I am haunted by a little piece of paper in the library archives — a note from Ho Chi Minh, leader of North Vietnam, with whom we were at war. It had been sent indirectly, through France. The note simply thanked President Johnson for a picture of the earth rising over the moon — Earthrise, it was called. The picture had been taken in December 1968 by the Apollo 8 astronauts, the first humans to escape earth’s gravitational field, the the first to see the dark side of the moon. As one of his last acts as president, Johnson had sent Earthrise to all the world’s leaders — even to those, such as Fidel Castro and Ho Chi Minh, with whom we had no diplomatic relations. From the transformational perspective of the earth as seen from space, all of us, even our enemies, travel together.
December 7, 2012
Twenty-five years ago, writer Frank White came up with a name for the profound aesthetic — almost religious — feeling that many astronauts report after seeing the Earth from space. He called it The Overview Effect, and wrote a book and founded an institute of the same name to explore the phenomenon further. Now, to mark the 40th anniversary of the famous Apollo 17 “Blue Marble” photo, there’s a documentary film.
The folks at the Overview Institute are aware that this is all a little too touchy-feely for some people. As they say on their website, “The Overview Effect, while intuitively valid to many, is often marginalized as a philosophical, metaphysical or aesthetic epiphany, not the fundamental perspective-altering experience that both astronauts and scientists suggest that it is.”
I used to be skeptical myself. I figured the view of Earth from space would be breath-taking, sure, but just an extension of other awe-inspiring natural sights. But after hearing many astronauts — who tend to be practical, no-nonsense people – talk about the experience, I’m prepared to accept that there’s something qualitatively different about seeing the planet from space.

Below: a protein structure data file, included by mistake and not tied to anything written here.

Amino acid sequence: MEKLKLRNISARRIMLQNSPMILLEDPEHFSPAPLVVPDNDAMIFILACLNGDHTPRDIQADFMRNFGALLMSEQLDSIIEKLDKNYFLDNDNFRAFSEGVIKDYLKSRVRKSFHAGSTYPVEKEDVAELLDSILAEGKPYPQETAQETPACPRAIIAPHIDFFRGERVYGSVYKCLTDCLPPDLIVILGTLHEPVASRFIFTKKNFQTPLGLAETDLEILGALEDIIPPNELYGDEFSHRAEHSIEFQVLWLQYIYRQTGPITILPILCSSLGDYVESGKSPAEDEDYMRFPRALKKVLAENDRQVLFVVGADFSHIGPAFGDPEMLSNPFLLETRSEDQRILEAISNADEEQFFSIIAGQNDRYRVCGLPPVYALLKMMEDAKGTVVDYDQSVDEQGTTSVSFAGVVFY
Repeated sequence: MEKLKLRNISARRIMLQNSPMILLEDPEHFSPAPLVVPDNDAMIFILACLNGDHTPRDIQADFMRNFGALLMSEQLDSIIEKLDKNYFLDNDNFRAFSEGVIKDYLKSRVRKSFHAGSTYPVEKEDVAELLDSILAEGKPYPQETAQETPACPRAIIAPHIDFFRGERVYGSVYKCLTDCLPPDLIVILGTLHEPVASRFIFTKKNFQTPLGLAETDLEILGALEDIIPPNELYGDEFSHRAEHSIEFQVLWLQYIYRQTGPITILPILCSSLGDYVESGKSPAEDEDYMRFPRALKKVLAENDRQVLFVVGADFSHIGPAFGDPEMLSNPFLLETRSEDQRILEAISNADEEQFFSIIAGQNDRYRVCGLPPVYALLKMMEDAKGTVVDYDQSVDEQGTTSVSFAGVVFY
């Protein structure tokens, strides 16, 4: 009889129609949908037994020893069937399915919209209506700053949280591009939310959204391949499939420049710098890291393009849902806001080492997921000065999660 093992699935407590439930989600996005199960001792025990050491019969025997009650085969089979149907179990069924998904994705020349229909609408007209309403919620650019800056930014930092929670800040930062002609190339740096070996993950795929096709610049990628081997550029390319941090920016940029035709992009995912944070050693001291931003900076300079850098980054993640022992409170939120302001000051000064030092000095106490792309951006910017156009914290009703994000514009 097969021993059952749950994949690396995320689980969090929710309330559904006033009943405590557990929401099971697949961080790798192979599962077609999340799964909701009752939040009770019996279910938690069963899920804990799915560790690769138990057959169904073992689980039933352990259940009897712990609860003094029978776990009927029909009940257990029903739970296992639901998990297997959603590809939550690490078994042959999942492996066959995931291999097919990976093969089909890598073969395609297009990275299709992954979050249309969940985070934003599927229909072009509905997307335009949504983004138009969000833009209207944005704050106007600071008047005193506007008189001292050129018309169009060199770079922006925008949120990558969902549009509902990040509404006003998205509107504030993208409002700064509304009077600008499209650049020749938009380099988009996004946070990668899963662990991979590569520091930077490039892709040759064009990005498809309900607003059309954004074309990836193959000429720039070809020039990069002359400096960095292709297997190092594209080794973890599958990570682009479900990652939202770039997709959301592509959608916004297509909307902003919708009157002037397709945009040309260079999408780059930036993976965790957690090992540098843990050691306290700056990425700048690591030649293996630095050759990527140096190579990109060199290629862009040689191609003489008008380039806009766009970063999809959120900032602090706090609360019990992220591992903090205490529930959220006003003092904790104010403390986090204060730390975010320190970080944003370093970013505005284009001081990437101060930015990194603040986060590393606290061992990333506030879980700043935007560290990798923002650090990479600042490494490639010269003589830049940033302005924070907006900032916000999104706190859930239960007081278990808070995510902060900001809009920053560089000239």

I often recall this observation by Millie Hughes-Fulford, a scientist who flew on the shuttle in 1991, and who contributed to our 2002 oral history Space Shuttle: The First 20 Years:
When you look down on the planet and realize how small it is, it’s really very interesting—you have emotions you didn’t think you were going to have. My name is not “Moonbeam,” but when you look at the planet and realize it’s the only place you can see that has life on it, you start feeling very protective toward it. It’s like a delicate crystal ball, and it looks alive. The first time I looked at it, I thought it was alive. When I’m looking at living cells in a microscope, they have a glow to them that dead cells don’t. And the whole planet had that iridescence of life about it. It moved me.
Harvard is sponsoring a live-streamed forum on the Overview Effect this evening, and you can see the film on Vimeo (click their logo on the screen to watch it at higher resolution):
December 3, 2012
The first humans that head out to Mars might never set foot on the planet. Instead, they could orbit on a Martian space station, where the astronauts remotely command robots working on the planet’s harsh surface. Operating from an orbiting platform — one that’s already set up to support humans, because they flew to Mars inside it — would give the astronauts a wide field of view; they could send robots almost anywhere on the planet and change course as needed, without having to find the kind of safe route that people would require. Indeed, these robots would find it for us.